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Nucleic Acids Res. 2005 Jan 1; 33(Database issue): D212–D215.
Published online 2004 Dec 17. doi:  10.1093/nar/gki034
PMCID: PMC539988

The ProDom database of protein domain families: more emphasis on 3D


ProDom is a comprehensive database of protein domain families generated from the global comparison of all available protein sequences. Recent improvements include the use of three-dimensional (3D) information from the SCOP database; a completely redesigned web interface (http://www.toulouse.inra.fr/prodom.html); visualization of ProDom domains on 3D structures; coupling of ProDom analysis with the Geno3D homology modelling server; Bayesian inference of evolutionary scenarios for ProDom families. In addition, we have developed ProDom-SG, a ProDom-based server dedicated to the selection of candidate proteins for structural genomics.


The ProDom protein domain family database originates from the early recognition that automated methods are needed to reach comprehensiveness of protein domain analysis (13). This comprehensiveness makes ProDom a unique resource usefully complementing expert derived databases, such as PROSITE (4), PFAM (5) or SMART (6), thereby helping to sustain the rapid growth of InterPro (7,8). In recent years, we have developed relationships between ProDom and three-dimensional (3D) structural information, both for ProDom construction and in the ProDom user interface.


ProDom2004.1 was built anew from the SWISS-PROT41.23 and TrEMBL24.11 databases, essentially as described previously (2,7). In the first stage, well-characterized domain families were used to recruit homologous domains using PSI-BLAST. Among these families, 21 families were derived from in-house expertise and 1352 structural domain families were selected from SCOP release 1.63 (9) using the ASTRAL compendium (10) on the basis of the following criteria: (i) length homogeneity (the shortest sequence should be at most 25% shorter than the longest); (ii) sequence homogeneity (family diameter below 450 PAM); (iii) the family should contain at least two different domains; (iv) domains should not contain internal repeats; and (v) they should not be longer than 500 amino acids. In the second stage, domain families were automatically clustered using the MKDOM2 program (2). The resulting protein domain families were aligned using an improved parallelized program called ProDomAlign, developed in C++ using OpenMP. ProDomAlign is based on MultAlin (11), a program well suited to align very large sequence families (thousands of sequences). Multiple alignments were assessed using the norMD objective function proposed by Thompson et al. (12). Other consistency indicators include family diameter and radius of gyration as proposed previously (3). Each family is identified by a unique accession number, which is followed across successive ProDom releases using the MatchDom program (7). Links among ProDom, InterPro (8) and Pfam-A (5) were calculated using MatchDom. Links with PROSITE were calculated using pftools (4). Matches with the Protein Data Bank (PDB) (13) were more difficult to maintain because of sequence numbering inconsistencies. We, therefore, searched the PDB for sequence identity with ProDom domains using the PDB ATOM record rather than SEQRES, in order to superimpose sequence and structural information. The current ProDom2004.1 release covers 726 272 protein sequences and contains 186 303 domain families with two or more domains.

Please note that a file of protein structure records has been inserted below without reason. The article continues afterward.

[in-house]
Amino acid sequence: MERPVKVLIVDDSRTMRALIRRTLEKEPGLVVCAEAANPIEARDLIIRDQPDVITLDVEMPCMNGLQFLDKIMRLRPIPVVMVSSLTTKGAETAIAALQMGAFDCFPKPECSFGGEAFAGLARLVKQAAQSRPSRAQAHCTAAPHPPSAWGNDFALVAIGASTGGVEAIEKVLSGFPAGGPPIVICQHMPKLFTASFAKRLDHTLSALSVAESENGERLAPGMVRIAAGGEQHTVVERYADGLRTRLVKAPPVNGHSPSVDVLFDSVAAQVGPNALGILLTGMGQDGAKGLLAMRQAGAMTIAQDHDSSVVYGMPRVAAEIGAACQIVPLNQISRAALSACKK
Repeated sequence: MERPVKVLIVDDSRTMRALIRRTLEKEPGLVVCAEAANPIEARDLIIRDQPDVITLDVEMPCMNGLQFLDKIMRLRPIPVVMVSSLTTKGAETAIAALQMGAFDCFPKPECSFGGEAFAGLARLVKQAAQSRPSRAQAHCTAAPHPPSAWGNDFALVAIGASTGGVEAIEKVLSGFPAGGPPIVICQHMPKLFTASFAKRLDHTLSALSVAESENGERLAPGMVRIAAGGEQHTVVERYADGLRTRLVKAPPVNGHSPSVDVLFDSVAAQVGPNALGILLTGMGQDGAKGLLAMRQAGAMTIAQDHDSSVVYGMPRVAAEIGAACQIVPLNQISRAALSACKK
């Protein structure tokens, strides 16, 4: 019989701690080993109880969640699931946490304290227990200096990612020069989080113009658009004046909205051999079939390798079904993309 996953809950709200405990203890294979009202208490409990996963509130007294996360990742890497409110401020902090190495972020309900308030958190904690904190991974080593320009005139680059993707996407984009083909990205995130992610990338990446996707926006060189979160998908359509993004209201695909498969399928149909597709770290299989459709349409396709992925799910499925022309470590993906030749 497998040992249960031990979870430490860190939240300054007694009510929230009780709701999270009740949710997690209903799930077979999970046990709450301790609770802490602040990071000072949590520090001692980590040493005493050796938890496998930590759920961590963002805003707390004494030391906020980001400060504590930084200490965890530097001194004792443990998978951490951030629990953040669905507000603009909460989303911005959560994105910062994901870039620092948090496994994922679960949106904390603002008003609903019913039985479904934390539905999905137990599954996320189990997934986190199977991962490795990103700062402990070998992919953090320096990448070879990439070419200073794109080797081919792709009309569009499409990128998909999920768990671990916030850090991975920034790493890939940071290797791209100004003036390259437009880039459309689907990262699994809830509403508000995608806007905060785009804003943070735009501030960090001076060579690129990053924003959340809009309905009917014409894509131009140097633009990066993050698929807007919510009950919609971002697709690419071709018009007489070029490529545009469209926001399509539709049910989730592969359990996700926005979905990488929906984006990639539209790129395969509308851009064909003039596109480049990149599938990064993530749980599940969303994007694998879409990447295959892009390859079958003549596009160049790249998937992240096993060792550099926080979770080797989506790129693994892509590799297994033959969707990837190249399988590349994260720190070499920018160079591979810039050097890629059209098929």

The ProDom website was completely redesigned in order to get a more ergonomic user interface. The main ProDom form consists of two parts. The first part (ProDom Browsing) allows querying of ProDom in a variety of ways: (i) by accession number (Display a ProDom entry); (ii) by the display of all proteins belonging to one or several ProDom families with logical AND/OR operators (All proteins in ProDom families); (iii) by related databases (InterPro, PROSITE, PFAM or PDB); (iv) by SWISS-PROT/TrEMBL identifier or accession number; and (v) by keyword search with AND/OR operators. The output is either information on a given domain family (Figure (Figure1)1) or cartoons displaying the domain arrangements of all proteins matching the query (Figure (Figure2).2). The number of different cartoons available for domain display was increased from 14 160 to 237 888 with the use of 64 colours, providing for more legible outputs while preserving consistency across different displays.

Figure 1
Information, tools and links available for each ProDom domain family. (A) Tools and links, from left to right: domain arrangements for all proteins belonging to this family; corresponding family in ProDom-CG; family in the MSF or FASTA file formats; ...
Figure 2